6 DevOps culture mistakes holding you back

6 DevOps culture mistakes holding you back

You're not listening. You have a revolving door problem. You're drowning in heroism. Read up on six factors blocking your DevOps success – and how to fix them

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September 10, 2018

Having a strong DevOps culture is like having good taste. Everyone wants it – but is everyone equipped with the skills, instincts, and sheer luck needed to actually have it?

The reality is, building a great DevOps culture is easier said than done. Here are the major challenges facing strong DevOps cultures and how to overcome them.

1. Inability to give and listen to feedback

Teams must learn how to give and receive feedback if they are to improve and take each other forward in the process. Engineers and operators are smart cookies with high IQs, but many need to improve their EQs to collaborate more effectively as a team. Teams with high EQ will always destroy those with low EQ because they can learn and achieve more. 

Feedback is about sharing what is working and what can be improved every single day. It’s important that teams don’t just focus on the good or the bad, but rather keep a sharp focus on feedback and bias.

[ Want more advice from your DevOps peers? Read DevOps lessons learned: What I wish I knew sooner. ]

2. The revolving door problem


The average tenure of a DevOps engineer is less than three years.

Part of the challenge facing DevOps culture is the short tenure of DevOps professionals themselves. The average tenure of a DevOps engineer is less than three years. Engineers often find themselves lured away for the promise of better compensation, better equity, or the “next hot startup company.”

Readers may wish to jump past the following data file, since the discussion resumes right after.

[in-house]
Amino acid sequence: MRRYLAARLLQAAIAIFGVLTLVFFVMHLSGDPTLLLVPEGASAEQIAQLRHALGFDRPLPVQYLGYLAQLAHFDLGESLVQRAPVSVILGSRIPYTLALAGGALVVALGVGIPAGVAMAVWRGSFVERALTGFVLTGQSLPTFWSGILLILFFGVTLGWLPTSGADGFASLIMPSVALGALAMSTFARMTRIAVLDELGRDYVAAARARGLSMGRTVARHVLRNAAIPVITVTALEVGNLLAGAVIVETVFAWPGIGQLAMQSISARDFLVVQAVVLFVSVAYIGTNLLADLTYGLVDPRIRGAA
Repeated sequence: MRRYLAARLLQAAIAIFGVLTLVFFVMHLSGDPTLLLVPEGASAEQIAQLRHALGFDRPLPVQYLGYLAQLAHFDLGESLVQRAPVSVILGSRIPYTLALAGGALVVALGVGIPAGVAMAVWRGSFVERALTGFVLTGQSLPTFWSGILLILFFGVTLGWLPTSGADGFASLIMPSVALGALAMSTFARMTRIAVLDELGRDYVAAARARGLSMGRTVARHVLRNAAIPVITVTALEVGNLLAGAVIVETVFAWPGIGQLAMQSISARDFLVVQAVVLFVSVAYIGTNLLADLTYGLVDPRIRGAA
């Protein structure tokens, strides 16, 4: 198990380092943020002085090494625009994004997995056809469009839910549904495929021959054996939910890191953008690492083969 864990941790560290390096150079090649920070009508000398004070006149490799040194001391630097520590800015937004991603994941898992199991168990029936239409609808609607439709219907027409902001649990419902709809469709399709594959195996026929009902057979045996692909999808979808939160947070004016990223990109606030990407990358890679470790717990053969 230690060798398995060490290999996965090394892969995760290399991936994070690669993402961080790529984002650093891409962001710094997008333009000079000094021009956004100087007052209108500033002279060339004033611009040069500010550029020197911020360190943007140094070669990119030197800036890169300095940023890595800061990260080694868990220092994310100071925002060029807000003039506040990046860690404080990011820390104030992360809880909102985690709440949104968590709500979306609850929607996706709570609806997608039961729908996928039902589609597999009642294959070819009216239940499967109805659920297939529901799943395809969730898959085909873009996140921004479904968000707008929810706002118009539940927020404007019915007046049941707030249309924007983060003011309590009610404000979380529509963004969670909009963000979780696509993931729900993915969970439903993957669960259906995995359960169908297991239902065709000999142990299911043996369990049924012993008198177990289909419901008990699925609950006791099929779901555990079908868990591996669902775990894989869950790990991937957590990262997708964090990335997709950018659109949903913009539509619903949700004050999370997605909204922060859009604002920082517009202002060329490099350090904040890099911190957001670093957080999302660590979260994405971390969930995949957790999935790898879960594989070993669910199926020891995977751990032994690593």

This doesn’t do any favors to the ongoing battle to achieve true alignment between Dev and Ops teams: How they can play together when team members are constantly jumping ship, leaving behind unfinished projects, and forcing new people to join and ramp up quickly? If there were more stability in engineering teams, it might be easier to build the foundations of a stable and durable DevOps culture.

3. Well-meaning but time-wasting acts of heroism

Often you’ll be at a developer conference and an enthusiastic, well-meaning presenter is gushing about the unbelievably complex, bespoke platform that her team has built – one that has nothing to do with their core competency. She demonstrates how they spent six months and $300,000 to create it and the whole room bursts into applause.

The “build it not buy It” mentality is one that truly holds back top-performing engineering teams. In 2018, the platform you need has likely been built – and built extremely well – by a third party. Save your engineering heroics for what your customer actually requires; the rest is a needless waste of time and resources. Be an expert in your business, not the tools business.

4. The term "DevOps" is a problem

If you ask many high-performing engineering teams about DevOps, the response you’ll often get is an eye roll – even if those teams are uncommonly good at DevOps. The word has been beaten down, over-publicized, and over-discussed. (I know, this article doesn’t help that situation.)

If DevOps refers to the cultural alignment of development and operations so that both teams are responsible for the success of production environments, then the term has enormous value. But if the word has been drained of all meaning by a tsunami of think pieces and keynote presentations, then it’s difficult to have a meaningful discussion about it.

Try to remember that the concept has value, even if it’s been beaten down by so many analyses, conversations, and misunderstandings.

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Steve Burton is a CI/CD and DevOps evangelist at Harness. Prior to Harness, he was at AppDynamics, Moogsoft and Glassdoor. Steve started his career as a Java developer in 2004 at Sapient. When he's not playing around with tech, he's normally watching F1 or researching cars on the web.

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